How to Sell a Mini in 1978

1978 Mini Training Video

Car buying has evolved significantly in the past decade, even since the MINI as we know it came into being. Yet one thing remains the same, the cars still have to be sold. MINI holds training sessions for its dealers to this day, but the chaps at Jalopnik found this highly entertaining training video talking all about the fine points of what made a Mini the car to buy in 1978.

What’s ironic is all the comparisons made to “The Fiesta” — something happening still today, be it a very different comparison these days.

  • Jamesn

    My Mini would have been sold in the May following the production of this video. Unfortunately someone ripped the handy little ticket pocket from the sun visor!

  • Nick Dawson

    Ford’s all new front-wheel-drive Fiesta, was launched throughout Europe in 1976, seventeen years after the launch of the revolutionary Mini. It was an instant success, and quickly became the UK’s best selling car. The Fiesta, however, had little impact on Mini sales and, ironically, it was competition from within, from the all new Austin Mini-Metro launched in late 1980, which had the greatest impact, and which also stole the Fiesta’s ‘Number One’ crown on the UK’s sales chart. Looking at the Mini’s annual production figures below, it can be seen that Mini sales peaked in 1971, and declined dramatically after 1980.

    1. 19,749. 1970. 278,950 1980 150,067 1990. 46,045
    2. 116,677. 1971. 318,475 1981. 69,986 1991. 35,007
    3. 157,059. 1972. 306,937 1982. 56,297 1992. 26,195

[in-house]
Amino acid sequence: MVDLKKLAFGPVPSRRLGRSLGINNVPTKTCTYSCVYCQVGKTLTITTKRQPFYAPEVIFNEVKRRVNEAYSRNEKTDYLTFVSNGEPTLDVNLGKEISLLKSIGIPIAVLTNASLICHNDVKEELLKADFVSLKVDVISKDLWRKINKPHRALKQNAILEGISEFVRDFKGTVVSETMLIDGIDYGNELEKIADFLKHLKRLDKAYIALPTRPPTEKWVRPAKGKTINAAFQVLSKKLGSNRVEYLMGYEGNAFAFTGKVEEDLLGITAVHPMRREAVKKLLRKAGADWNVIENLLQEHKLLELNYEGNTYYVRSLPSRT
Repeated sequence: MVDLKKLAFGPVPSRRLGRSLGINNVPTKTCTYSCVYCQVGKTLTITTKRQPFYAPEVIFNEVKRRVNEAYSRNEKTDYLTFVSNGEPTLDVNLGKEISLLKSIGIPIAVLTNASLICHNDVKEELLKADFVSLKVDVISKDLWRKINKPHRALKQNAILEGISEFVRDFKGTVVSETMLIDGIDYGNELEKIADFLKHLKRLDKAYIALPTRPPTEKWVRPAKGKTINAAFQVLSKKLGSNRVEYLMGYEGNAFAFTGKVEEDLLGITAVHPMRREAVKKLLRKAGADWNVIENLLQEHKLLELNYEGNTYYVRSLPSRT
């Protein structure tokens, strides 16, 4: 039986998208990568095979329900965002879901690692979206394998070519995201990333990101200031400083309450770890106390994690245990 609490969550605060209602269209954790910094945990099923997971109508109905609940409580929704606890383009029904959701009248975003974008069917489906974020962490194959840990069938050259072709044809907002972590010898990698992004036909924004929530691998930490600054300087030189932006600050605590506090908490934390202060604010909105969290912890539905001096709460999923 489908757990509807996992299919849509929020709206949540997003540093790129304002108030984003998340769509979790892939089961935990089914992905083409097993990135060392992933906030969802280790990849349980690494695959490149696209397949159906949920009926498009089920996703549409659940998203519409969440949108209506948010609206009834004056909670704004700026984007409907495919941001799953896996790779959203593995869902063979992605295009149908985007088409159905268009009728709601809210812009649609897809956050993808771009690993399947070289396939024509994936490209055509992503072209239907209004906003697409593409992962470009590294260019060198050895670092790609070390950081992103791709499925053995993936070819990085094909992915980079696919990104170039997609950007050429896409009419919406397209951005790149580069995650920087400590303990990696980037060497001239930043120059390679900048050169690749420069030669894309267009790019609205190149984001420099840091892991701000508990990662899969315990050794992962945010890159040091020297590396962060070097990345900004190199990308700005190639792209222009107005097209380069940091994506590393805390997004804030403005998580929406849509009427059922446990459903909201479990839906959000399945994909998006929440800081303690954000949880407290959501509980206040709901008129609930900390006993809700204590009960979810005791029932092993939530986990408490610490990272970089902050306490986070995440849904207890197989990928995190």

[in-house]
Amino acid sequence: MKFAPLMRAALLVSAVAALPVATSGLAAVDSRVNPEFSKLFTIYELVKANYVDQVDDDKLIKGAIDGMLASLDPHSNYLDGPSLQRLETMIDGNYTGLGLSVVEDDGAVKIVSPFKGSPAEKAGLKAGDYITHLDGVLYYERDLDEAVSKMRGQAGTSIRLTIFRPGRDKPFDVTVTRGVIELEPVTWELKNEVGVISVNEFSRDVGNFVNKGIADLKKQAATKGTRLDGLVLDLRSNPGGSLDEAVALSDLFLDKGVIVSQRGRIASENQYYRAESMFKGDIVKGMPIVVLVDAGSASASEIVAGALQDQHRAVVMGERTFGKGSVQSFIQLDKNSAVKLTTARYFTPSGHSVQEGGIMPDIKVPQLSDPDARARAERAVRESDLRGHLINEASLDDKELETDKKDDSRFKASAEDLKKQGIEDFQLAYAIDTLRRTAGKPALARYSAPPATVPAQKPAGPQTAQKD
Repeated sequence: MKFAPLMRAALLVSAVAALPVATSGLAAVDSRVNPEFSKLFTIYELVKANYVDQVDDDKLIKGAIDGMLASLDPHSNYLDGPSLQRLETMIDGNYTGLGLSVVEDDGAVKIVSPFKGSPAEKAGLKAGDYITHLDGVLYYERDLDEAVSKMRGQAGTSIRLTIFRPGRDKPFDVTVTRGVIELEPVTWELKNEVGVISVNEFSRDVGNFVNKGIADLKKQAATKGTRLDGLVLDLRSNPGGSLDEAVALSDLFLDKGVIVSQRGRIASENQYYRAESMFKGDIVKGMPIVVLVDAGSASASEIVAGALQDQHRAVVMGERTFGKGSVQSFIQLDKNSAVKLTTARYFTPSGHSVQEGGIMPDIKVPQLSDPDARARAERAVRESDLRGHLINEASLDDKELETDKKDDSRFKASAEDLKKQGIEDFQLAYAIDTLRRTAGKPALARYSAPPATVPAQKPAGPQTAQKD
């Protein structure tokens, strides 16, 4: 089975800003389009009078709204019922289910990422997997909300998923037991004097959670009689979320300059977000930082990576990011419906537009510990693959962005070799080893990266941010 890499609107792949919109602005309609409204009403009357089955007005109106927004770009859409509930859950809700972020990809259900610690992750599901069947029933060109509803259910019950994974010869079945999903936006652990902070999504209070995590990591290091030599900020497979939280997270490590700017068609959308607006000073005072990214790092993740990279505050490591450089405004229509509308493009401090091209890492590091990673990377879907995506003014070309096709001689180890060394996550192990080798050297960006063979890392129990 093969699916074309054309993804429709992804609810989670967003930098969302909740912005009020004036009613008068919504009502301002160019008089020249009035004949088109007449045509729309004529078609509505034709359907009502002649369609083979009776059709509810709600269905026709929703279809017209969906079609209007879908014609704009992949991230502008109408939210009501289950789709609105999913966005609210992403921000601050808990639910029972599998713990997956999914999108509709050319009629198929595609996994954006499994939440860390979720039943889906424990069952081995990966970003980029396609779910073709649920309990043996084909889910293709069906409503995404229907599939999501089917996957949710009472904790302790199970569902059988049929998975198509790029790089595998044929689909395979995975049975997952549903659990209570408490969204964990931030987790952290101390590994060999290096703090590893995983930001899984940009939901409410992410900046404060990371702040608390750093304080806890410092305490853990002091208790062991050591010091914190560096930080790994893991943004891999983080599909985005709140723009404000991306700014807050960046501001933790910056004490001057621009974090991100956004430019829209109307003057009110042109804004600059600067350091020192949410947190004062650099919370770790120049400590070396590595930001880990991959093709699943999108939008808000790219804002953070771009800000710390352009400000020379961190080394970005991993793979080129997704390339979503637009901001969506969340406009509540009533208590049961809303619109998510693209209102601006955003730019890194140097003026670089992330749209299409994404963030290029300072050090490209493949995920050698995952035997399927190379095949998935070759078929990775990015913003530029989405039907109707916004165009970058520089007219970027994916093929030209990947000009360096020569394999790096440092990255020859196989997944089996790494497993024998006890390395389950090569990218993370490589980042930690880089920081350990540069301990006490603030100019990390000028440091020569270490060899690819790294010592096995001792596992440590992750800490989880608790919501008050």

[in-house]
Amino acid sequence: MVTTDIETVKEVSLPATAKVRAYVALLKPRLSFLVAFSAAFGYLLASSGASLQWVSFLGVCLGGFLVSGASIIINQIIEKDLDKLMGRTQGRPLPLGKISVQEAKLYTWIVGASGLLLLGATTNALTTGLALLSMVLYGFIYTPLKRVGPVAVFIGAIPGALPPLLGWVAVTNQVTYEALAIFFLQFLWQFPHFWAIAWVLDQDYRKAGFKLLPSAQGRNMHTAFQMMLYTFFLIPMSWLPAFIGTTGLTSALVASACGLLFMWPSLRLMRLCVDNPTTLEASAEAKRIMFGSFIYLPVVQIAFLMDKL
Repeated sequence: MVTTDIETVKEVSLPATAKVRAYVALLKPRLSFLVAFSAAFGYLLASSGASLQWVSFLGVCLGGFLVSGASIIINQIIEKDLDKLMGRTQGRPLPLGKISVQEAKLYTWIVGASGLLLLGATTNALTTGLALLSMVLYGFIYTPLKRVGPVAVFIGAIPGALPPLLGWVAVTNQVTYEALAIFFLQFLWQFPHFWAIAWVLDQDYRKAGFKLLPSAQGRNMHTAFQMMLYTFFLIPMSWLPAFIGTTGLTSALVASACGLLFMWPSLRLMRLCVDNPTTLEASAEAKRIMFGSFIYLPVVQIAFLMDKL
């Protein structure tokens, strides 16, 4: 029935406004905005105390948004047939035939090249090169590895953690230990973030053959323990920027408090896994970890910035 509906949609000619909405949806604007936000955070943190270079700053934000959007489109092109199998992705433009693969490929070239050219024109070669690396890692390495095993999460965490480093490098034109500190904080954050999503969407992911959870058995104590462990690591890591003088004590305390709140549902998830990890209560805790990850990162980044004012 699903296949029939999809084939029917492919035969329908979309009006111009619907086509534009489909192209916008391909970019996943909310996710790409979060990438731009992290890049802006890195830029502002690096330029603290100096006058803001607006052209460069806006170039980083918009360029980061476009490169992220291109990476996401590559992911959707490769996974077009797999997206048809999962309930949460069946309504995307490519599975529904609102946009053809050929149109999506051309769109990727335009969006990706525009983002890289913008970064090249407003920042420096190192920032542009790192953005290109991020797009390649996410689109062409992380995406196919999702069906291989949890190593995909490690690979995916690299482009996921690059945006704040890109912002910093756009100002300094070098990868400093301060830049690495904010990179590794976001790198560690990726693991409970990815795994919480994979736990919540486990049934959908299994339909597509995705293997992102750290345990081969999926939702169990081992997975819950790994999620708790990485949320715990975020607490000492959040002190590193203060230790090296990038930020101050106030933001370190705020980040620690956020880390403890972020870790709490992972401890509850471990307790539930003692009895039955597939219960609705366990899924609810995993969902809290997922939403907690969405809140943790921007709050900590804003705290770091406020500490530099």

4. 216,087. 1973. 295,186 1983. 49,986 1993. 20,468
    5. 236,713. 1974. 255,336 1984. 35,038 1994. 20,417
    6. 244,359. 1975 200,293 1985. 34,974 1995. 20,378
    7. 221,974. 1976. 203,575 1986. 33,720 1996. 15,638
    8. 213,694. 1977. 212,323 1987. 37,210 1997. 16,938
    9. 237,227. 1978. 196,799 1988. 36,554 1998. 14,311
    10. 246,066. 1979. 165,502 1989. 40,998 1999. 11,738
    11. 254,957. Total 5,498,804
  • Nick Dawson

    The gentleman in the video, by the way, was none other than Raymond Baxter OBE, who was an RAF Spitfire pilot of some merit during the Second World War, and was mentioned in dispatches more than once for his gallantry. He joined the BBC in 1950, where he became a well known TV presenter. He was also an accomplished rally driver, and competed in the Monte Carlo Rally twelve times, six of them as a driver for the BMC Works Rally Team. He was the BBC’s Formula One commentator from 1950 to 1966. This is just a tiny snapshot of a man who enjoyed a most extraordinary life and career. He died in 2006 aged 84.

    • http://www.nathanielsalzman.com/ Nathaniel Salzman

      Wow. You has me at Spitfire.

    • Bob Hayhurst

      Glad you mentioned his name; I didn’t recall any introduction at the beginning of the clip. I assumed he was so well known in UK, he didn’t need to introduce himself.

  • Mysticeti

    Am I misreading the headline or is it supposed to be “How to Sell Minis in 1978”?

  • bluzeke

    How could any other car expect to compete without a Ticket Pocket?!

  • oldsbear

    What a fun video this is! Thanks for the perspective! I wonder how today’s promotions will look in 2050 AD.